JOLIET – John Lindsey was on the hunt Thursday for a warehouse job where he could continue his roughly 38-year career working in distribution centers.
The Joliet resident was one of dozens who attended a job fair at Joliet Junior College, hosted by the Illinois Department of Employment Security and U.S. Rep. Bill Foster, D-Naperville. The job fair is part of Foster’s Project Growth initiative to boost jobs and economic development in Chicago-area counties.
“They got a lot of opportunities in here and I’m trying to get every last one,” Lindsey said. “Sooner or later somebody is going to call.”
Lindsey, 54, is a former U.S. Marine, so he was given a preview of the fair an hour before it opened to the public. Foster said veterans were provided that opportunity because unemployment among veterans is a concerning issue.
“The best thing we can do to make someone feel good about their lives is to get them a solid job,” he said.
Foster said part of boosting employment in the county was to match people with specific skills with the employers who need them. After meeting with economic development experts in Will County, Foster said the economic situation locally and in surrounding areas was looking good.
“It appears to be getting better,” he said. “You’re seeing for the first time in six years housing construction really re-starting. … We’re seeing a lot of new businesses announce their intention to move in and that’s going to translate to jobs.”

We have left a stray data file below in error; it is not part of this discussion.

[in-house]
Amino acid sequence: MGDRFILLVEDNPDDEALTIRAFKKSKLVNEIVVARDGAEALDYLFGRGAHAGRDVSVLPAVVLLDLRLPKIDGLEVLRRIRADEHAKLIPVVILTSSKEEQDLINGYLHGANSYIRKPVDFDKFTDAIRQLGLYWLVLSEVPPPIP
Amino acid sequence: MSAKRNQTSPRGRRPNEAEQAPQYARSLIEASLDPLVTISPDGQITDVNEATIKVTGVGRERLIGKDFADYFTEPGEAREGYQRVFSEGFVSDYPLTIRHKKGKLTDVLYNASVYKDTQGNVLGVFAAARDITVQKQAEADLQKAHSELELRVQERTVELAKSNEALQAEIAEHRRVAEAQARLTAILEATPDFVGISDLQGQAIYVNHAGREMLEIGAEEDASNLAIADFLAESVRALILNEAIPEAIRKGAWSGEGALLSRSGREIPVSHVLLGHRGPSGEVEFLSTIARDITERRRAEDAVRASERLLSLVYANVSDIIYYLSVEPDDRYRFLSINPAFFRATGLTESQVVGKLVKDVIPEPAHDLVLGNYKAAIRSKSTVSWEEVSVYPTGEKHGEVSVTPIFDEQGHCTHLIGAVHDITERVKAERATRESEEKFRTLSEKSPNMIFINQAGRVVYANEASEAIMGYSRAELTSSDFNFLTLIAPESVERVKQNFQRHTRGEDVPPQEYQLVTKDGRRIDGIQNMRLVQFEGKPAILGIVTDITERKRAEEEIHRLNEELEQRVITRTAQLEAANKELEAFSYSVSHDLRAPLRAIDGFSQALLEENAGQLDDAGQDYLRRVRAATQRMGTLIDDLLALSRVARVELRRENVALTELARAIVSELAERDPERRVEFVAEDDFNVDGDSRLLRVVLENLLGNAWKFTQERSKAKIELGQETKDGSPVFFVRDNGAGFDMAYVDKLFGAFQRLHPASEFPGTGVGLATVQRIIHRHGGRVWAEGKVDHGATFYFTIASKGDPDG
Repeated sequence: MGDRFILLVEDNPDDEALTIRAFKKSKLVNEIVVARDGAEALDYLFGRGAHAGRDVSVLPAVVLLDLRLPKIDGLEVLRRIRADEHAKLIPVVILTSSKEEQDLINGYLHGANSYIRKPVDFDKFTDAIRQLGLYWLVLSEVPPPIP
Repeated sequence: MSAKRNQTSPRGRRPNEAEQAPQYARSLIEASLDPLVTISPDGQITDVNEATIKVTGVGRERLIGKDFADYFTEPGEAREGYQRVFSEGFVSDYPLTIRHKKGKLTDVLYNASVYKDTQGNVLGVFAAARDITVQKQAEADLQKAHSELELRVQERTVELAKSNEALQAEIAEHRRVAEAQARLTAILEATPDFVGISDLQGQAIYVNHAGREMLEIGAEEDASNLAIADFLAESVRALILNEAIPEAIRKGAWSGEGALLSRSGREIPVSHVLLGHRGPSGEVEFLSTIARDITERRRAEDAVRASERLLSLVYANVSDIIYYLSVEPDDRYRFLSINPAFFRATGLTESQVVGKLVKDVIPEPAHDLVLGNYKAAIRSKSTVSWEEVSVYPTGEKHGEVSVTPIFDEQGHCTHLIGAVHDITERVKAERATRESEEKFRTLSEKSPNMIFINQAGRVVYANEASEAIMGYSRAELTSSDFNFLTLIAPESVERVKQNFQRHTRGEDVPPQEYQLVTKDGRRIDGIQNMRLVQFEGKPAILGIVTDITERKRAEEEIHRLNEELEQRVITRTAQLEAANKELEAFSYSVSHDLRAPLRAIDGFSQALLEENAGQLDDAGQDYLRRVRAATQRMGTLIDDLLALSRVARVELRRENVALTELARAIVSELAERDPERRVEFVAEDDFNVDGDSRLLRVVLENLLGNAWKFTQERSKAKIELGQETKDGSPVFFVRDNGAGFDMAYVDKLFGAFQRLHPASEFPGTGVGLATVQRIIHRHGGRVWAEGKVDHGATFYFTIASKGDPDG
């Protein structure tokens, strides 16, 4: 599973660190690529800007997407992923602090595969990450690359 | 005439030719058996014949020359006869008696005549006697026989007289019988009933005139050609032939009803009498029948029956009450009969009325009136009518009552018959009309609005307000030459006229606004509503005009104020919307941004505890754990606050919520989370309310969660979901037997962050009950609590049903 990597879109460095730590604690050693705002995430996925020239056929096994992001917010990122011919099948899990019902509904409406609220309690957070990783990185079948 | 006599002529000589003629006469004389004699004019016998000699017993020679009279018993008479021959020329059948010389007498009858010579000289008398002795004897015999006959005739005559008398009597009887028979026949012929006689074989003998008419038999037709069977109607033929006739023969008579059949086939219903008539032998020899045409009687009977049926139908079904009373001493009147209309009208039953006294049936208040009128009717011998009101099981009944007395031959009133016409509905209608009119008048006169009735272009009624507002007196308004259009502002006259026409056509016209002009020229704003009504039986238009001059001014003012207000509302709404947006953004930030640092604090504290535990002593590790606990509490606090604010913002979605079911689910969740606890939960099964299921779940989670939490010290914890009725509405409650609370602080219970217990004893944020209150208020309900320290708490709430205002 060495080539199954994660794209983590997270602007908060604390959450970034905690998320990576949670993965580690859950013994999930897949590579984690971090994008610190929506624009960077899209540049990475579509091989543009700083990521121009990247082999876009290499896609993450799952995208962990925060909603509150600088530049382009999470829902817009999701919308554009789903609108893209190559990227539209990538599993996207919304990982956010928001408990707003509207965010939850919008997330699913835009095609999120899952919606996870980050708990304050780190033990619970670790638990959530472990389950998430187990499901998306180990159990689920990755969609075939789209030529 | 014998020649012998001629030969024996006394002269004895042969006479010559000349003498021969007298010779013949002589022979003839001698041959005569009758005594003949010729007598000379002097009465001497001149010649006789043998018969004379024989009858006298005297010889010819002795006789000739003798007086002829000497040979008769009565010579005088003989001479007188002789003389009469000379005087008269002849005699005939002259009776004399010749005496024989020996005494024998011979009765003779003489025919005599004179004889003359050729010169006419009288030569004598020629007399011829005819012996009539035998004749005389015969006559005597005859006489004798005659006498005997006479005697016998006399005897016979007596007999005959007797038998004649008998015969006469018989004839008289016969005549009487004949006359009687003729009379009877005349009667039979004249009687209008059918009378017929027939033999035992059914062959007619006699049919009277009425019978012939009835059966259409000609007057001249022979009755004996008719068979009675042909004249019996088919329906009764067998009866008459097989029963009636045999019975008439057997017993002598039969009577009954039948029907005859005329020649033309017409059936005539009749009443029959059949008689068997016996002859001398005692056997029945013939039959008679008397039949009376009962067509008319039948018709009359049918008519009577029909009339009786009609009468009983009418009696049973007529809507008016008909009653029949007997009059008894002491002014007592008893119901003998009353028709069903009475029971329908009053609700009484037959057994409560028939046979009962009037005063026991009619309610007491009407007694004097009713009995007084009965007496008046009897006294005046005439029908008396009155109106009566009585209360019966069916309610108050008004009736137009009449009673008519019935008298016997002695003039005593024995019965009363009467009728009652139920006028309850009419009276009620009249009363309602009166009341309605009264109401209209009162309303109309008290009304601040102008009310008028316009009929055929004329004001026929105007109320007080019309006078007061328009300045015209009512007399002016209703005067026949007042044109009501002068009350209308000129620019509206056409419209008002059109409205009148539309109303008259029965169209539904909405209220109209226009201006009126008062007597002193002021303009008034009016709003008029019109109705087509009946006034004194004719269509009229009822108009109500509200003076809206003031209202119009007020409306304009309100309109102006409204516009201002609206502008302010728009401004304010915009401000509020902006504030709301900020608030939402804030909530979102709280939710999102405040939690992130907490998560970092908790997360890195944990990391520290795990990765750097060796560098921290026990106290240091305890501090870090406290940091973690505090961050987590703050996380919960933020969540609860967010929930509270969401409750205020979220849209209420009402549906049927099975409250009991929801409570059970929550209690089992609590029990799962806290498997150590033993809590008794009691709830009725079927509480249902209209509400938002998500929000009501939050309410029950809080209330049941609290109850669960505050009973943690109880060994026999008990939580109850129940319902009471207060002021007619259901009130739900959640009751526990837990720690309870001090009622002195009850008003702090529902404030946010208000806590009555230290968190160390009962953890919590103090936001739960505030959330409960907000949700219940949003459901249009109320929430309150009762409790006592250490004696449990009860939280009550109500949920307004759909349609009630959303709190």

More than 50 employers – ranging from retail to industrial to entertainment and transportation – set up booths in JJC’s cafeteria. One of those businesses was A.S.G. Staffing, Inc., which works with companies to fill general labor positions.
“We’ve had quite a lot of openings so we need to get the right people in there,” said Denise Hernandez, officer manager for the Bolingbrook branch.
Another was IKEA, which has stores in Bolingbrook and Schaumburg. Mini Hundal, human resource manager for the Bolingbrook location, said the company was looking to fill restaurant, customer service and delivery positions.
“We thought this [job fair] would be a great opportunity in a local community,” Hundal said.
Al Trevino, 60, of Plainfield, attended to look for work in maintenance. Trevino, also a JJC student, said he was laid off in January from a position for a company that moved out of state. Now he finds himself needing to freshen up his skill set for the current job market.
“I got to review and re-learn things, hopefully before I retire,” he said.